A trial court properly ruled on a case as a petition for grandparent visitation, not as a modification of already established visitation, the Indiana Court of Appeals held Tuesday. The judges affirmed the denial of a paternal grandmother’s request for visitation.
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Court must make findings in denying visitation for imprisoned dad

August 26, 2014
Dave Stafford
A man released to probation on a murder conviction but subsequently ordered to serve the remainder of his sentence following probation violations failed to persuade the Indiana Court of Appeals to reverse denial of his request for parenting time.
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Court affirms boy should stay in Indiana with father

August 15, 2014
Jennifer Nelson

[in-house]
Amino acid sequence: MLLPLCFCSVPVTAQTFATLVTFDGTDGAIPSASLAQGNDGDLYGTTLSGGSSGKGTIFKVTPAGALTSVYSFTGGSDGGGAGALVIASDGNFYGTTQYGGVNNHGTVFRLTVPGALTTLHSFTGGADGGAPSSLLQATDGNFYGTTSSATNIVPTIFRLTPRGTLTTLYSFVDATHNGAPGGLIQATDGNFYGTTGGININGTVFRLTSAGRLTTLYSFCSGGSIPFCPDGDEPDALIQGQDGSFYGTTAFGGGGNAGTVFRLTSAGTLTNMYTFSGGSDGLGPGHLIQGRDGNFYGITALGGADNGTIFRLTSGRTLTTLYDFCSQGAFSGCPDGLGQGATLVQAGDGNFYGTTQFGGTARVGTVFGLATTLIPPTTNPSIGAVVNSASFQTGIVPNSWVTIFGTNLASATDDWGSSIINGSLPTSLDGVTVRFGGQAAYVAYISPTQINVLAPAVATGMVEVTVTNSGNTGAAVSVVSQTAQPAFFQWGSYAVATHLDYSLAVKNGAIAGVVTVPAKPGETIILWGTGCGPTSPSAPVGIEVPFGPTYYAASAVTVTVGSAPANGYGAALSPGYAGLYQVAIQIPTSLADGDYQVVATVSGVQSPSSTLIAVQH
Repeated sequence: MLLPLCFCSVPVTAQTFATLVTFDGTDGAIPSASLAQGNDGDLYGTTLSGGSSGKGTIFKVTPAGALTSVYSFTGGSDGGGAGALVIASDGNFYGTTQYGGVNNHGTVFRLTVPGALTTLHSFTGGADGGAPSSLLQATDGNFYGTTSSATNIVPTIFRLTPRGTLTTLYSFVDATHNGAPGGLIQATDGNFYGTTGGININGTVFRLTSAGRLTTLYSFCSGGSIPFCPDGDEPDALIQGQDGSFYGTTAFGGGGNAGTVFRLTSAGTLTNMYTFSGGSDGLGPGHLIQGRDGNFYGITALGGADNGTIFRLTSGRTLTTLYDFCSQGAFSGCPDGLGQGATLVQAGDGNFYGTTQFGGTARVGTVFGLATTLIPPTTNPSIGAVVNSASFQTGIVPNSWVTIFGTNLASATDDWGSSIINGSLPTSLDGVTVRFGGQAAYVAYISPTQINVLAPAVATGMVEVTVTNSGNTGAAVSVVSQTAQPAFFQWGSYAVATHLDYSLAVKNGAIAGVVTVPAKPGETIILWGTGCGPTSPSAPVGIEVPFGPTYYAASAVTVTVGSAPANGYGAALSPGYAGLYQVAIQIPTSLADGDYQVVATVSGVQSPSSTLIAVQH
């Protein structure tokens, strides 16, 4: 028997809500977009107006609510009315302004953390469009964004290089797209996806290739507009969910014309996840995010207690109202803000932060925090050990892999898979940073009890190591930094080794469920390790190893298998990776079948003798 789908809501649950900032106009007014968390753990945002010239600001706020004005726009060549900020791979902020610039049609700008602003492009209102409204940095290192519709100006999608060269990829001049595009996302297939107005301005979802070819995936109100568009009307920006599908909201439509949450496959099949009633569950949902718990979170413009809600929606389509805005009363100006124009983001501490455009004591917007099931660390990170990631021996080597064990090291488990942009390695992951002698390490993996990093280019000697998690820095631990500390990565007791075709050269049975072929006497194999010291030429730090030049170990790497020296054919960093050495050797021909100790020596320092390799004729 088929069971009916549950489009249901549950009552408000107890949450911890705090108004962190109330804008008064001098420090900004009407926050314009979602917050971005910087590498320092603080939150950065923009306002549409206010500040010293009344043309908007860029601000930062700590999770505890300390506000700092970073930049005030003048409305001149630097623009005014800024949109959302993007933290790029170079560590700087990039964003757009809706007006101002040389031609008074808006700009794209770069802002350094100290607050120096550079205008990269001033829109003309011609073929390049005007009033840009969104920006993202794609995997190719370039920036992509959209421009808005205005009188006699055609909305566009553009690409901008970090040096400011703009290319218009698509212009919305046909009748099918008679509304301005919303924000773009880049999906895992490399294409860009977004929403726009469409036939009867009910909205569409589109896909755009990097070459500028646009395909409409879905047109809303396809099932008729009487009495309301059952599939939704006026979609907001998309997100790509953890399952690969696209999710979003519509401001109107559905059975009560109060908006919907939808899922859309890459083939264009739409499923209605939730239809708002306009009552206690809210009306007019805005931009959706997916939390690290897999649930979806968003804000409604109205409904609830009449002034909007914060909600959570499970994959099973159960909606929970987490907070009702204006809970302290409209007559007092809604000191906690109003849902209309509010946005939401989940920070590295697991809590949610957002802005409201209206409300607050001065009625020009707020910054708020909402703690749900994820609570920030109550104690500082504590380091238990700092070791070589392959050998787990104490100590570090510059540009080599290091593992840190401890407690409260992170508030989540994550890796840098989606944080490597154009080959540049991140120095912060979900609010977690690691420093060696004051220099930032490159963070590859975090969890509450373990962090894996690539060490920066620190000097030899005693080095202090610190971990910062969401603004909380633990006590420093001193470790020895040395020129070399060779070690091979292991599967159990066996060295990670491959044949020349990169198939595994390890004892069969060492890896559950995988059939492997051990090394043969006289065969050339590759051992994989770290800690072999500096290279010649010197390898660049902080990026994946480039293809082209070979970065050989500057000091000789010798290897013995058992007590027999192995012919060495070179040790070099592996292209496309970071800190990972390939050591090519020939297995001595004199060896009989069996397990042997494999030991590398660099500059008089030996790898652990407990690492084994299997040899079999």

Noting that its decision should not be viewed as a punishment for either parent, a trial court denied a mother’s request to move to California with  her son and ordered the boy remain in Indiana with his father. The Indiana Court of Appeals affirmed Friday, finding the father presented evidence that supported the trial court’s decision.
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Judge ‘troubled’ by delays in relocation case

August 7, 2014
Jennifer Nelson
The Indiana Court of Appeals Thursday upheld a mother’s decision to relocate from Indiana to Georgia with her daughter before a court hearing was held on the matter. But one judge on the panel found the court’s reliance on the time the mother and child lived in Georgia to support its decision “makes a mockery” of the relocation statute.
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  1. Have been seeing this wonderful physician for a few years and was one of his patients who told him about what we were being told at CVS. Multiple ones. This was a witch hunt and they shold be ashamed of how patients were treated. Most of all, CVS should be ashamed for what they put this physician through. So thankful he fought back. His office is no "pill mill'. He does drug testing multiple times a year and sees patients a minimum of four times a year.